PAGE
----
Work has continued on the Refugees Welcome campaign. During the summer we welcomed three new families to Milton Keynes through the United Nations relocation scheme. National government provides the money to pay for accommodation, but Refugees Welcome MK has coordinated the preparation of the houses, and is working closely with the Red Cross to help families integrate. Members of our churches donated furniture and money (through the Church of Christ the Cornerstone) and volunteers helped prepare the houses. The next round of arrivals will probably be later in the year…

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Christmas Starts with Christ

We have already started our planning for Christmas. We held a meeting to review the Easter advertising campaign and think ahead to December… This year we have commissioned three radio adverts that will be produced for us by Heart FM. This is a big change on previous years when we’ve used material produced by Church Ads. They no longer have funding for this, so our adverts may well be used elsewhere. Watch this space…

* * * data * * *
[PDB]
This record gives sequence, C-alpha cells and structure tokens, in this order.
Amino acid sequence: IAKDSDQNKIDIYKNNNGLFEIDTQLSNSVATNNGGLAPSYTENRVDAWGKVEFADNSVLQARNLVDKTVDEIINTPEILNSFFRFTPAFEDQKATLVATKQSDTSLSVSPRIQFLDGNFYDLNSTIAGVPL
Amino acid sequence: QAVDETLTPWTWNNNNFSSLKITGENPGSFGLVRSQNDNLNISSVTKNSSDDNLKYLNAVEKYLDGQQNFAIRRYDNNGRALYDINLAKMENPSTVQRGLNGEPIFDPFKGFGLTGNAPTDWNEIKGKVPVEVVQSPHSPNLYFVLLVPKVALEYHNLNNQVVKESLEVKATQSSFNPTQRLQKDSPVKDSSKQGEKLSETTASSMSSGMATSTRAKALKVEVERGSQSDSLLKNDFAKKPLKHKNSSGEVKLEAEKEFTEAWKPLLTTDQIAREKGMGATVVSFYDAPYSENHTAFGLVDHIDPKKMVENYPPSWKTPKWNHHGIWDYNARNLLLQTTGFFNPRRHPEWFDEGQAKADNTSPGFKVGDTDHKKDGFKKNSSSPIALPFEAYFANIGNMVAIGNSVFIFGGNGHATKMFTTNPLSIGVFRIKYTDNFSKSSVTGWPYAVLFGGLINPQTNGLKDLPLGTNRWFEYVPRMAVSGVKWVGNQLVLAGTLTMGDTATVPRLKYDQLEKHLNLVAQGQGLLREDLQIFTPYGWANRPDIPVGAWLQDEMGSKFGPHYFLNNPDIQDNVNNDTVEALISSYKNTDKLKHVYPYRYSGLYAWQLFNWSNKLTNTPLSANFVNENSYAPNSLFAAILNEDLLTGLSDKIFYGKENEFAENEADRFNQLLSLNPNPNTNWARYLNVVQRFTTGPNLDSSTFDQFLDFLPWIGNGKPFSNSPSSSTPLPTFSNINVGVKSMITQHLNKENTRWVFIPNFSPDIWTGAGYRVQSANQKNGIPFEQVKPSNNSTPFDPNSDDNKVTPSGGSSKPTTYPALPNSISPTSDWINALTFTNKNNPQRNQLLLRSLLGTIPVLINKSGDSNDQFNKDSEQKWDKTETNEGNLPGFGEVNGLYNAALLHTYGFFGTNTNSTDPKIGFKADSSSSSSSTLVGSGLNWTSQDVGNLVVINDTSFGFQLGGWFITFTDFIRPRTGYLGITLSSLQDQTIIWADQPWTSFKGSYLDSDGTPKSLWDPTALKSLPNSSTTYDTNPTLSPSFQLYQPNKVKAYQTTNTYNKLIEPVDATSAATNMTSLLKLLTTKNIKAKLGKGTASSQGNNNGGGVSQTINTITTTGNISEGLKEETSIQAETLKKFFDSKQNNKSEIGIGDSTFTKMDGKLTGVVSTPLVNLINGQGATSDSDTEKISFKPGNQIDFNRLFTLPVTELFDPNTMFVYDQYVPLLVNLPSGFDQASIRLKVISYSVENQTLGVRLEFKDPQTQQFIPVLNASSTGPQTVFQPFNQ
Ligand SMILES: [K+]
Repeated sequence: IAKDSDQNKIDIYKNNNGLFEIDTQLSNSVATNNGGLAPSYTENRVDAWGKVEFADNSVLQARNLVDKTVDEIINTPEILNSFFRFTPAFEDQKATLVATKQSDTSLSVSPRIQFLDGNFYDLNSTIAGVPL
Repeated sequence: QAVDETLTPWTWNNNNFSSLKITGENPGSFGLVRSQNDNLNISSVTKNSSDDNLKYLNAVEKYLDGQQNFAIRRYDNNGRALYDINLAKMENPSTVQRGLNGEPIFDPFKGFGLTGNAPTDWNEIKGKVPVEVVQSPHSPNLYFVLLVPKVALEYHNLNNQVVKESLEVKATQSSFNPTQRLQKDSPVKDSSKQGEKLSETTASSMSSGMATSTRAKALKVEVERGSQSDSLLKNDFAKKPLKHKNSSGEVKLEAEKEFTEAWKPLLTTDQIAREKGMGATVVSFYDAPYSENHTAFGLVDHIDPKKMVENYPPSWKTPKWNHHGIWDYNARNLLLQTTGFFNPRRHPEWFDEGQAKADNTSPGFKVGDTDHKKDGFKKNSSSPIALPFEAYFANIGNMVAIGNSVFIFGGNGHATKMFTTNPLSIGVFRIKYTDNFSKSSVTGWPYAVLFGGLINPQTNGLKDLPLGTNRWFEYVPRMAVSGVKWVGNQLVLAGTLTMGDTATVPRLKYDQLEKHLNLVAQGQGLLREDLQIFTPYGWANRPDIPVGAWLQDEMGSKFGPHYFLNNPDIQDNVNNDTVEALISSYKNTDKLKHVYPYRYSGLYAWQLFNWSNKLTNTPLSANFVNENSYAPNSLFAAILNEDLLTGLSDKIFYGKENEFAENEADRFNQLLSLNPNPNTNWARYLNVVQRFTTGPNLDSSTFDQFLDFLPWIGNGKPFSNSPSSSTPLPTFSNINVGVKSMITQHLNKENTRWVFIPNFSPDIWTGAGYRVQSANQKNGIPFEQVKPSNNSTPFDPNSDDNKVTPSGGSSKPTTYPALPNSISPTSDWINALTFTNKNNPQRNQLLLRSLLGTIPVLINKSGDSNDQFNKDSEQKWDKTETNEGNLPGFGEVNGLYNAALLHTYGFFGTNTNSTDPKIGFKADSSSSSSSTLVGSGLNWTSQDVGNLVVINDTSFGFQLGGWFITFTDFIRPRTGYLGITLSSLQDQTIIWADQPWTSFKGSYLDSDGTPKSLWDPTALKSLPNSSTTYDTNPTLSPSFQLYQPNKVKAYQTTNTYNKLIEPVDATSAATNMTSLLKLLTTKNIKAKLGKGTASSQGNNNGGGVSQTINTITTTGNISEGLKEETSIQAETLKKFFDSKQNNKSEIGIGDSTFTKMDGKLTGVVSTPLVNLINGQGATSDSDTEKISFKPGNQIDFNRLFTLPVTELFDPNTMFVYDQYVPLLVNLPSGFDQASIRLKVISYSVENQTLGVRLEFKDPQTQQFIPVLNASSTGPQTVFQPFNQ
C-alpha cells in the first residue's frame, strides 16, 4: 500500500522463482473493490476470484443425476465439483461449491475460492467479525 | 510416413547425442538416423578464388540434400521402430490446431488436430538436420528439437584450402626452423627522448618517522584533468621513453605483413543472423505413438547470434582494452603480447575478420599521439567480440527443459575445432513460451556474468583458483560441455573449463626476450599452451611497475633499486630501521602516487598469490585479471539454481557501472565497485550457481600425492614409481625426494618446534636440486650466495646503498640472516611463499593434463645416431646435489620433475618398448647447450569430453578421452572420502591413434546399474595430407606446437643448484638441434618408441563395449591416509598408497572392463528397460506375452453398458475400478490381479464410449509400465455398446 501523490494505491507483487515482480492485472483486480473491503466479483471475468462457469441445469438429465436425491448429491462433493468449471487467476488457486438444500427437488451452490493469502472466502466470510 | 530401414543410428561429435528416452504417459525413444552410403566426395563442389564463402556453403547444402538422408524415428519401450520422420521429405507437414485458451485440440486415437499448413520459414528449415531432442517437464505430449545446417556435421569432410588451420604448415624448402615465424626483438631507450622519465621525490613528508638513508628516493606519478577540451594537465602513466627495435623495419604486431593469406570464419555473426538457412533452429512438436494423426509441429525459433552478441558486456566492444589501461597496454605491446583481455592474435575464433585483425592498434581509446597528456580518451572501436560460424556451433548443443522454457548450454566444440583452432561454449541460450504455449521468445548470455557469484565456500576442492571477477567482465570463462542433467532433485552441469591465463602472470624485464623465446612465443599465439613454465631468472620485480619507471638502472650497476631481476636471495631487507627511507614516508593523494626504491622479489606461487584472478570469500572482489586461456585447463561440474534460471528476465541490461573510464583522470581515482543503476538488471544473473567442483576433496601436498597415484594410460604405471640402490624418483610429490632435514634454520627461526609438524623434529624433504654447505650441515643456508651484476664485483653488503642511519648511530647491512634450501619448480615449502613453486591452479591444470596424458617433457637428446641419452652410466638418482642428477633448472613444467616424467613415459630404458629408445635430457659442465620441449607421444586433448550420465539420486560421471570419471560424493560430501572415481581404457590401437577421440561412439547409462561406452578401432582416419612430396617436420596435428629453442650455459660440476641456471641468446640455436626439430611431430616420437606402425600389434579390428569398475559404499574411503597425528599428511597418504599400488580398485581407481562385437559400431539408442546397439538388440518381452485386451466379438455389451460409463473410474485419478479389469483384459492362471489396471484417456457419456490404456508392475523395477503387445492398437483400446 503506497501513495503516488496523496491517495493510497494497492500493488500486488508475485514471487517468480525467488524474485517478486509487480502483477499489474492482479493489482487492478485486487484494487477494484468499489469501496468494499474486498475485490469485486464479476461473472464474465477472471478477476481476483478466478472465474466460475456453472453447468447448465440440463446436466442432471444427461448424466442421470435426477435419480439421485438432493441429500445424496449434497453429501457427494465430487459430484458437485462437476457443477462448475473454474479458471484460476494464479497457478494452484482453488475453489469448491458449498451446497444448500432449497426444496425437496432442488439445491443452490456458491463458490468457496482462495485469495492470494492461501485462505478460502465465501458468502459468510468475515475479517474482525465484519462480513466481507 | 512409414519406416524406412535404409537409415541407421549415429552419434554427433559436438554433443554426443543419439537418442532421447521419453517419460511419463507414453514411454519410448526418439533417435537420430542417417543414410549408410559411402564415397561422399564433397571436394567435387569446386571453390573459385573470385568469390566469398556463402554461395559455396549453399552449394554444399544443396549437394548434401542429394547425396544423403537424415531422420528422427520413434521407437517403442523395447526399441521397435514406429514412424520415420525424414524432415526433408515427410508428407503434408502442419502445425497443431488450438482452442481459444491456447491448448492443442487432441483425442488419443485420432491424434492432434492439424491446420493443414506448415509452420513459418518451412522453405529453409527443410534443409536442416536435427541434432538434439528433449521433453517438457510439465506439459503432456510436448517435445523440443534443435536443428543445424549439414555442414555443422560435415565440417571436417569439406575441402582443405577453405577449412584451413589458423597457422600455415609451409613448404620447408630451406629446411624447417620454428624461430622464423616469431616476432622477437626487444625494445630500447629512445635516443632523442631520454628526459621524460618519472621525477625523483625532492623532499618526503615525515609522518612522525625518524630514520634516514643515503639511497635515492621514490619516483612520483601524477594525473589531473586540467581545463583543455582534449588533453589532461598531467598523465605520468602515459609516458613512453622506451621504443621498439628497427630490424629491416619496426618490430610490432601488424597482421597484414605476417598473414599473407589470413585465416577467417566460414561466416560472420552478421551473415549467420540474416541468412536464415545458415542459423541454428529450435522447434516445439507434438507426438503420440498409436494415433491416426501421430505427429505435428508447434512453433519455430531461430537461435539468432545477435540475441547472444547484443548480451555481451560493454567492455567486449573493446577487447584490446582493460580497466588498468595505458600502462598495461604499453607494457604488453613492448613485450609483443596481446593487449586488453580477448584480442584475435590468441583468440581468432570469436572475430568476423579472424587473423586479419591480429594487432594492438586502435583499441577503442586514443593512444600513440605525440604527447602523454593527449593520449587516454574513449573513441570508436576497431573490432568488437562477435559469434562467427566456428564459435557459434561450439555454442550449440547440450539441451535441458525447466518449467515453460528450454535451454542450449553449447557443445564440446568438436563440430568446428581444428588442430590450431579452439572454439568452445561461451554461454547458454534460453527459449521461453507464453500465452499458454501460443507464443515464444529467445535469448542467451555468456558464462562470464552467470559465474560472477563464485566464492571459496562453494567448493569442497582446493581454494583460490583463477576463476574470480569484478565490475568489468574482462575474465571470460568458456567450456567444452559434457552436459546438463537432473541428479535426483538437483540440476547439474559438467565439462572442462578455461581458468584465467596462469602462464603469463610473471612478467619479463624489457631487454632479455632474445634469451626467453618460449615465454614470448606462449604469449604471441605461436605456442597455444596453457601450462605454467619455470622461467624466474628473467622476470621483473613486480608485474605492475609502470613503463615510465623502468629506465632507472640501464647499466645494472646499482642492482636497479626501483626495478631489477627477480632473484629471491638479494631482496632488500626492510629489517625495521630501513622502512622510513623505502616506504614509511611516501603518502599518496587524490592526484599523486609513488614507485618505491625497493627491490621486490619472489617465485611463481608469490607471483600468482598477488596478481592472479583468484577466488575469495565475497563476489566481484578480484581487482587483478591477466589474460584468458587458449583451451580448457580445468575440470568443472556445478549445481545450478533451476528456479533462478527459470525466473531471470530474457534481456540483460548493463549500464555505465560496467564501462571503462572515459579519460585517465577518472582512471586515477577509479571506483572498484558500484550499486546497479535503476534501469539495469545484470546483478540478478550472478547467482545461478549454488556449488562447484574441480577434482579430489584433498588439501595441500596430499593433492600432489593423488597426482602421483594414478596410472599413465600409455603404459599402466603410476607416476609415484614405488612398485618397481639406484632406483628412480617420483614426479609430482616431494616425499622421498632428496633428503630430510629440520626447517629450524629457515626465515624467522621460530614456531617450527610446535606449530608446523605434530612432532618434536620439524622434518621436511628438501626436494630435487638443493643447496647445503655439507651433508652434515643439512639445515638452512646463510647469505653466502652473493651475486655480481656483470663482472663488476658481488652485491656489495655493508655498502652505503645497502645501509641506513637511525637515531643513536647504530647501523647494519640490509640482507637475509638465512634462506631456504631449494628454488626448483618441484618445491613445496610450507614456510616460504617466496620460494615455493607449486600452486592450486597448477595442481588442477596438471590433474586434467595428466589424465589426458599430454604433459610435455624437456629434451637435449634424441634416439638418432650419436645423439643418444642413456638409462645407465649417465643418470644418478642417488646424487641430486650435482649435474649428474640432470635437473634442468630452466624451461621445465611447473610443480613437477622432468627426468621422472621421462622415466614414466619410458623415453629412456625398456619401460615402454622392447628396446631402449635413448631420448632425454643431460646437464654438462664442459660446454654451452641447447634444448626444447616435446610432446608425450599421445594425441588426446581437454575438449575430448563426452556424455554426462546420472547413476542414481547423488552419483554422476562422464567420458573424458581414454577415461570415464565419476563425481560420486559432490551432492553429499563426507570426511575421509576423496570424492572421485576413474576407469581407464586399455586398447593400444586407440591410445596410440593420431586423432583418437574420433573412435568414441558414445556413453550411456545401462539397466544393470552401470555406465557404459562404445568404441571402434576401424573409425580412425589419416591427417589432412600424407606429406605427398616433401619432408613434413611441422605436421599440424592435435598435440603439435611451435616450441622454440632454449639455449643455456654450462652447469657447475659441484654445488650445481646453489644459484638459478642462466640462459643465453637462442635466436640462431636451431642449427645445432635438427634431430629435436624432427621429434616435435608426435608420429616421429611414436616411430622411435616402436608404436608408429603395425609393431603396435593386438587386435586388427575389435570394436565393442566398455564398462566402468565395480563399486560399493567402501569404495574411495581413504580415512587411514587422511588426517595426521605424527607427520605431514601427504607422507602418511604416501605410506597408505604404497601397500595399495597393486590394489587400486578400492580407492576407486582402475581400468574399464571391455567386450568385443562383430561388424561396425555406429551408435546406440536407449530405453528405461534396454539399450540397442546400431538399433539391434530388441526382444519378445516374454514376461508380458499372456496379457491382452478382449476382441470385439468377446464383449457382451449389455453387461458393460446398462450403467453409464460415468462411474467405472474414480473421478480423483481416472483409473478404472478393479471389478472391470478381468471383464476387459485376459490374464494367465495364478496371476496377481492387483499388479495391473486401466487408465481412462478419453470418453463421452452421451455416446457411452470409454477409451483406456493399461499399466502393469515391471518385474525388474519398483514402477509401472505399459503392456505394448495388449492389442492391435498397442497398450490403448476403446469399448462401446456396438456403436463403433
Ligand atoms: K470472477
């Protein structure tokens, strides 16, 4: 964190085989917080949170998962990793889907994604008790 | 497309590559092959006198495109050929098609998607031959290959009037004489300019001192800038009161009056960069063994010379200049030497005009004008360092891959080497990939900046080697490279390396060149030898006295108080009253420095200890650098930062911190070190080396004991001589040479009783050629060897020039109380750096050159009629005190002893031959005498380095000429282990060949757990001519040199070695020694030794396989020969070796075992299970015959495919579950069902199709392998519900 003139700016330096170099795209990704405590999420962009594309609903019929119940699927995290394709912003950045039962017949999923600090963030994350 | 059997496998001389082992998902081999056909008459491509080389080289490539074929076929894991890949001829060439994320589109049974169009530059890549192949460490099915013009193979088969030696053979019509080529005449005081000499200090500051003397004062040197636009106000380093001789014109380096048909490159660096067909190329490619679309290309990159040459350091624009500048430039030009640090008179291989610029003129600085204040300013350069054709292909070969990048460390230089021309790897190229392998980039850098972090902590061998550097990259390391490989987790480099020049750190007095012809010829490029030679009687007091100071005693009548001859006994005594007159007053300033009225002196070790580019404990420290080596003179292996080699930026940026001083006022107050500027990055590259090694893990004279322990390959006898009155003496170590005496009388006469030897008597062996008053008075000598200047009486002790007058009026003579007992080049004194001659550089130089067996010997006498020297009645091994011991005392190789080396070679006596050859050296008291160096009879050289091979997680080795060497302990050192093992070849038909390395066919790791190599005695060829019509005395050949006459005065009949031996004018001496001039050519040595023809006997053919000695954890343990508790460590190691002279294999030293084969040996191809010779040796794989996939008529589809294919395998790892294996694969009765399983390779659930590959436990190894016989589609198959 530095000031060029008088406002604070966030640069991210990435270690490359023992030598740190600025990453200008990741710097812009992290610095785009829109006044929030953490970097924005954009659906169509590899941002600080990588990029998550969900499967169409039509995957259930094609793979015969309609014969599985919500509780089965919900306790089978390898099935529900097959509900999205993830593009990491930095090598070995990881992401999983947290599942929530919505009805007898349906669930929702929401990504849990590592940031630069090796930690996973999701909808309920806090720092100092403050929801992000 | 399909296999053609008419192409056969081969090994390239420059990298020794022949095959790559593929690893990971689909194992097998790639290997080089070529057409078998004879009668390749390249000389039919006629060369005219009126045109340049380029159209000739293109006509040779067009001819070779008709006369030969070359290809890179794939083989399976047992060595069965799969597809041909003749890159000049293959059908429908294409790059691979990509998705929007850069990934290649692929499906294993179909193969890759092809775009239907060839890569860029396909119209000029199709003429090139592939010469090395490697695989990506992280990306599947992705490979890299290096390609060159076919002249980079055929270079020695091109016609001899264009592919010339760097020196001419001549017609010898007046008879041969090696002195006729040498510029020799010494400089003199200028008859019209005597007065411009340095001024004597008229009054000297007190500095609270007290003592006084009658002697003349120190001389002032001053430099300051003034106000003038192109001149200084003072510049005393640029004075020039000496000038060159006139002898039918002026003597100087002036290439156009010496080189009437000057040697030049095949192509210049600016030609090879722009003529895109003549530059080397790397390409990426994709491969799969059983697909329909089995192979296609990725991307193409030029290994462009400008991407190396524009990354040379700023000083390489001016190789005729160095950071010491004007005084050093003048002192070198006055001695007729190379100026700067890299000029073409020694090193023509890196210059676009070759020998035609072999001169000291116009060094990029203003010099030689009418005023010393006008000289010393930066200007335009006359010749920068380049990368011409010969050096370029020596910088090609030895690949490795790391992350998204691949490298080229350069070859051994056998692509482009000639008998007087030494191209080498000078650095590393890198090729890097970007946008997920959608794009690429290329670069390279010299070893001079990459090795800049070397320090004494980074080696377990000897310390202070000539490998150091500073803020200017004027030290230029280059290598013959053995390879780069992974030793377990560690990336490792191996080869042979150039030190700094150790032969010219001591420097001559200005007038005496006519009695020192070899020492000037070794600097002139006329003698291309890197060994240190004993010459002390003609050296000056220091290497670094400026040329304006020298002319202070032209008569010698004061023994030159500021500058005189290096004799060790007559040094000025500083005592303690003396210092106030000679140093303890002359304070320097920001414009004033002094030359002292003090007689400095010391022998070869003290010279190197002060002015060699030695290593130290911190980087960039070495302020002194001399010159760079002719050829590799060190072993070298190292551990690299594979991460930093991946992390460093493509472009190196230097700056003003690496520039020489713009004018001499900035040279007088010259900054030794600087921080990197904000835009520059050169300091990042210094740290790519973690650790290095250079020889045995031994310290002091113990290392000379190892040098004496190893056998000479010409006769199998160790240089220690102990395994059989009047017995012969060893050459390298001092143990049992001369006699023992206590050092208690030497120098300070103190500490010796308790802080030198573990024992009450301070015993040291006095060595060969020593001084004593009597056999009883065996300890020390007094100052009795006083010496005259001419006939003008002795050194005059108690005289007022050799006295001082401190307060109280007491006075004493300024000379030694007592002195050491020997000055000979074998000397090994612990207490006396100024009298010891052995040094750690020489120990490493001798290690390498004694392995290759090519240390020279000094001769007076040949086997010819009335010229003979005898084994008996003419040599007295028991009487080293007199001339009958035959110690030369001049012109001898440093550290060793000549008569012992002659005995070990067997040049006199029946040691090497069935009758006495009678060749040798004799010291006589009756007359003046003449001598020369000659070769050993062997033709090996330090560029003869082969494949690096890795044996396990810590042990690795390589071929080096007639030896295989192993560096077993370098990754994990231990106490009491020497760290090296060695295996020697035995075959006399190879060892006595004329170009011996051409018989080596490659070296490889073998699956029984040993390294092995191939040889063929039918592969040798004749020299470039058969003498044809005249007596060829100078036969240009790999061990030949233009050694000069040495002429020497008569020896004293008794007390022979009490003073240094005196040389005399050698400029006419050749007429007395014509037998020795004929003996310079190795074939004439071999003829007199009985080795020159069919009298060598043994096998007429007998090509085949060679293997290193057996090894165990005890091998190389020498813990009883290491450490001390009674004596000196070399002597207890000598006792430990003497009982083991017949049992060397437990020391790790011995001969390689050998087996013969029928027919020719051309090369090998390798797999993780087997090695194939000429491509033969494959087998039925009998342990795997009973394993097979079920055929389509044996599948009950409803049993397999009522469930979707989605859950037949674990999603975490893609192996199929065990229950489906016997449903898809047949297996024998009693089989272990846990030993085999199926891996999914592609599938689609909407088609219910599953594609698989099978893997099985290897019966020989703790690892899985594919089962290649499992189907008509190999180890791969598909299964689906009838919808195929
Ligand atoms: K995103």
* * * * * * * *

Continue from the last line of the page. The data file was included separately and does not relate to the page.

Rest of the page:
Weaving Trust

The EU referendum was followed by a rapid change in government. We have a new Prime Minister, and are now waiting to see what Brexit will actually look like. One of the unfortunate consequences of all this has been a rise in hate crime and “everyday racism”. There were a few emergency meetings organised by Citizens to gauge the impact on local communities, some of whom feel that their right to be here is being questioned. The language used about immigrants has clearly damaged trust between groups of people in our city.